Be bold with con­trast­ing colours

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Con­trast­ing colours are fun to play with – and cre­ate a vi­brant set­ting that’s bound to get those

cre­ative juices flow­ing!

Use a bold and beau­ti­ful colour scheme to in­ject en­ergy into a space and cre­ate a dy­namic look. Fol­low th­ese sim­ple guide­lines from Du­lux colour ex­pert Son­ica Buck­steg ( left):

Tips for dec­o­rat­ing with con­trast­ing colours

1 Con­trast cold and warm colours, says Son­ica. By com­bin­ing them you can cre­ate depth in your dé­cor; cooler colours such as blue will re­cede, al­low­ing warmer colours like red to pop. So if you pre­fer a space that’s cooler over­all, use cool colours as your can­vas to sup­port those items in warmer colours, or do it the other way round if you pre­fer a warmer ef­fect. 2 The greater the dis­tance be­tween hues on the colour wheel, the greater the con­trast – and the more dy­namic your space will be. A good ex­am­ple is the yel­low-redblue tri­adic colour scheme where the colours are equally spaced around the colour wheel. 3 Don’t in­tro­duce bold colours into a room in equal mea­sures as the space will be­come over­whelm­ing with the colours all com­pet­ing for at­ten­tion. It’s im­por­tant to bal­ance bold colours with a sim­ple 60/30/10 ra­tio rule; se­lect one hue as the dom­i­nant colour at 60% (such as the blue wall) and add in­ter­est with a sec­ondary colour at 30% (red side­board and car­pet) and yel­low at 10% (books and art­work) as an ac­cent. 4 Add neu­tral­is­ing colours to bal­ance a bold space – th­ese in­clude any neu­tral, black or white ob­jects. In this room, the neu­tral floor­ing is the key bal­anc­ing fac­tor. The white chair and black frame around the art­work en­hance all the other colours.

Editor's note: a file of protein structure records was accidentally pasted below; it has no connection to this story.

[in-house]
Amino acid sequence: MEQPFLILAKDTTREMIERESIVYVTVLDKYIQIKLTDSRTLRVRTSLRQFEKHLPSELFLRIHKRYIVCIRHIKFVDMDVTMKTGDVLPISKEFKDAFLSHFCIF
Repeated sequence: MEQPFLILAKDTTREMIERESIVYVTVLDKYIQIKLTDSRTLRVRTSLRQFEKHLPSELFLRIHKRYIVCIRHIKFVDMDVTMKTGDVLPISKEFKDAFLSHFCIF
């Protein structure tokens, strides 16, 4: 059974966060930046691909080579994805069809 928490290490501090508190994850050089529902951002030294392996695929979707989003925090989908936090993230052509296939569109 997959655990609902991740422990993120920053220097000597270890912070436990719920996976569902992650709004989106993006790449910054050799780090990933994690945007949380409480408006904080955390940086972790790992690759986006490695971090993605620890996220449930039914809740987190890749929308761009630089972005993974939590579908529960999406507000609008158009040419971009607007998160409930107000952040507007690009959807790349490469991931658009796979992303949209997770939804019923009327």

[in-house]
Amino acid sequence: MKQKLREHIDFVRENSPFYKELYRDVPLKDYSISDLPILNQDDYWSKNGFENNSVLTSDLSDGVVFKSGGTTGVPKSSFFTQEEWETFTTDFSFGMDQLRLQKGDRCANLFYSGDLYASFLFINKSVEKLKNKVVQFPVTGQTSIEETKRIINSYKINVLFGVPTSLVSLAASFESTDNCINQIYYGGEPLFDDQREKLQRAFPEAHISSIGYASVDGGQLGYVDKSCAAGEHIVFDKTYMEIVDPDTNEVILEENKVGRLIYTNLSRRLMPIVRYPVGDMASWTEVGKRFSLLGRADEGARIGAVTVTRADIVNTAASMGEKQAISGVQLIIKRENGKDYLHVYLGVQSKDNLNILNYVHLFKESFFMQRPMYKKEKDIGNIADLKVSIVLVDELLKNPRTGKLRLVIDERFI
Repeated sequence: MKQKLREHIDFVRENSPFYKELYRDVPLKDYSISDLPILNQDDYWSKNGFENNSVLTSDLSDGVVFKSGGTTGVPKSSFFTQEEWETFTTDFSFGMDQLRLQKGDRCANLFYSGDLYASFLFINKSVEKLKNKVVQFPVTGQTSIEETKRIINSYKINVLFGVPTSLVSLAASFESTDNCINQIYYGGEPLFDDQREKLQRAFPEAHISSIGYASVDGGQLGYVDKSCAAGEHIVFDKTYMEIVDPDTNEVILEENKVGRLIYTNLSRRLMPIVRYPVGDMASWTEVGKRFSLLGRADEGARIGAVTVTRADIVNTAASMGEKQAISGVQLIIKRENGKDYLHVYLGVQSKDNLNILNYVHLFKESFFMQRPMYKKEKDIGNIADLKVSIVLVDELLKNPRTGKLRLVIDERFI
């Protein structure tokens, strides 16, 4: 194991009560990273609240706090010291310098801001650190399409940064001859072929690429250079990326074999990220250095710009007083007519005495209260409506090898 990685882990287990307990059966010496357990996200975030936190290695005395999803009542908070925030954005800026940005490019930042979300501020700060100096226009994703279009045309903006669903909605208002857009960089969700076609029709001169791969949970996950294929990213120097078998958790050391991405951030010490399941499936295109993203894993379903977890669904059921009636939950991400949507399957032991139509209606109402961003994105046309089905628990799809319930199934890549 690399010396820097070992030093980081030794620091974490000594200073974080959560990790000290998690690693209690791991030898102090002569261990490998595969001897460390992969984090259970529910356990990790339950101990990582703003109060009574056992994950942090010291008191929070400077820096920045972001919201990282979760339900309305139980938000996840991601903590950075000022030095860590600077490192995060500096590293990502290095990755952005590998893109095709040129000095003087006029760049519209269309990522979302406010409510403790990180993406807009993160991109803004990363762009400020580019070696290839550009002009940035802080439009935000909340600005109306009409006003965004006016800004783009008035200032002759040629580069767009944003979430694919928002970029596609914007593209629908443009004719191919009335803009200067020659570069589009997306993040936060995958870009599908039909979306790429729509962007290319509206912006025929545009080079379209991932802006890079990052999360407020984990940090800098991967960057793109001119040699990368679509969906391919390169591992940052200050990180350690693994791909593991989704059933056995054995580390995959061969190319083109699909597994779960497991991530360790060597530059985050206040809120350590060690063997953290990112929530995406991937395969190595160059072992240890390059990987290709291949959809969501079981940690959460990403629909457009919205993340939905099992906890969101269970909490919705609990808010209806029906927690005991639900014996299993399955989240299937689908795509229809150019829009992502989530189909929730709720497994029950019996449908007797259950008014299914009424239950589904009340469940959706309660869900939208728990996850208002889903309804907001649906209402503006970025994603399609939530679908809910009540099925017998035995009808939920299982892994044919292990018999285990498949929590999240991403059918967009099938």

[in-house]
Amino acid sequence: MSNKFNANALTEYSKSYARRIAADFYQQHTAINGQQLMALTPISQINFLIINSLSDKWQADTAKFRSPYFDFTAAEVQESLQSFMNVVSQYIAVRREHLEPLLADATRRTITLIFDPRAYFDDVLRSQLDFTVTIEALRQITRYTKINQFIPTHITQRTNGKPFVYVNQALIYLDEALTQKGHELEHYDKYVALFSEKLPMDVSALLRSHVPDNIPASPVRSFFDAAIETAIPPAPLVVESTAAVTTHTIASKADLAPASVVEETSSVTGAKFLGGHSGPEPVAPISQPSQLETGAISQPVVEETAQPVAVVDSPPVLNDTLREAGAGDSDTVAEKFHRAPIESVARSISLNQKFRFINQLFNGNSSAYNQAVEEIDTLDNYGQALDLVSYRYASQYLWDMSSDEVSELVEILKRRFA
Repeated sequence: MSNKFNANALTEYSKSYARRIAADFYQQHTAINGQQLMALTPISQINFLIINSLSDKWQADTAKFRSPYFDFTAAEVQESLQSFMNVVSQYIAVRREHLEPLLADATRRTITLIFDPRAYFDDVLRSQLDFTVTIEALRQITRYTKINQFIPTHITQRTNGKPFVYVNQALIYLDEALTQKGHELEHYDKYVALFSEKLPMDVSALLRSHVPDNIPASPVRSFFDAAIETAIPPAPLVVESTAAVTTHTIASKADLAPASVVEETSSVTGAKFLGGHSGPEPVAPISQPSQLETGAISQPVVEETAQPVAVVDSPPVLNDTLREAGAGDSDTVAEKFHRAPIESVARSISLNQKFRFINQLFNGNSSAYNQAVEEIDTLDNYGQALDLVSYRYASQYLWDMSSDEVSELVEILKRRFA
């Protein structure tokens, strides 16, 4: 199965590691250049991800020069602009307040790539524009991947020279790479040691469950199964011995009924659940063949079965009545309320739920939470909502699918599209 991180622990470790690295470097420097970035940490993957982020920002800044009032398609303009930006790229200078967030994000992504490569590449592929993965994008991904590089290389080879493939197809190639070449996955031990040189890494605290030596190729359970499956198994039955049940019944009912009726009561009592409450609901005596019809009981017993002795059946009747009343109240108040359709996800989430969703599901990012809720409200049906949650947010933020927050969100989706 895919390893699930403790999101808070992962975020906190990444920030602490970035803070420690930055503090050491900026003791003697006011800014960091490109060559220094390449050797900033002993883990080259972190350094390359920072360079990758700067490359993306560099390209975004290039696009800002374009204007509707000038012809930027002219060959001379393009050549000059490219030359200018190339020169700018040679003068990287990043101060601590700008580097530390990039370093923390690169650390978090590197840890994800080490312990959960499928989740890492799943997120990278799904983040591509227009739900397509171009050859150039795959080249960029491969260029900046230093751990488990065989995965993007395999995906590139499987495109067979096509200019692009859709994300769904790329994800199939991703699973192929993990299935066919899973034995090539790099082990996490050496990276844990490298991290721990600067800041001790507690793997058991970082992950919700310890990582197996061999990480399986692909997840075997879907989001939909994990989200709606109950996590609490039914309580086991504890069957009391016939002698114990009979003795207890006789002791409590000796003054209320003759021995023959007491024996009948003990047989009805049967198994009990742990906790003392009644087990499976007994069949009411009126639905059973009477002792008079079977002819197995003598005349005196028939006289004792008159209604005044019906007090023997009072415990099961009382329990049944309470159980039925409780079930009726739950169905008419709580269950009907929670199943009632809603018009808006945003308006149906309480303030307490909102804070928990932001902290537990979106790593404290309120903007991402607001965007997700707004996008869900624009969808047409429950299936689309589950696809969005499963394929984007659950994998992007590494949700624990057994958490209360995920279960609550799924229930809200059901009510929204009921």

How to use the colour wheel

Com­ple­men­tary colours lie op­po­site each other on the colour wheel. This means that if you want a com­ple­men­tary colour for pink, you should look at the blue greens di­rectly op­po­site the pinks on the colour wheel. Th­ese colours will com­plete or en­hance each other. Con­trast­ing colours lie on ei­ther side of a colour’s com­ple­men­tary shade on the wheel. This means that if you want a con­trast­ing colour for pink, you should con­sider yel­lows or blue vi­o­lets. Imag­ine a pro­pel­ler shape on the colour wheel (see the dot­ted lines on the colour wheel on the op­po­site page) when se­lect­ing con­trast­ing colours – they of­fer many of the same benefits as com­ple­men­tary colours, but the ef­fect is more sub­tle.

The dot­ted line in­di­cates how you should use the colour wheel to find con­trast­ing colours.

Source: pan­

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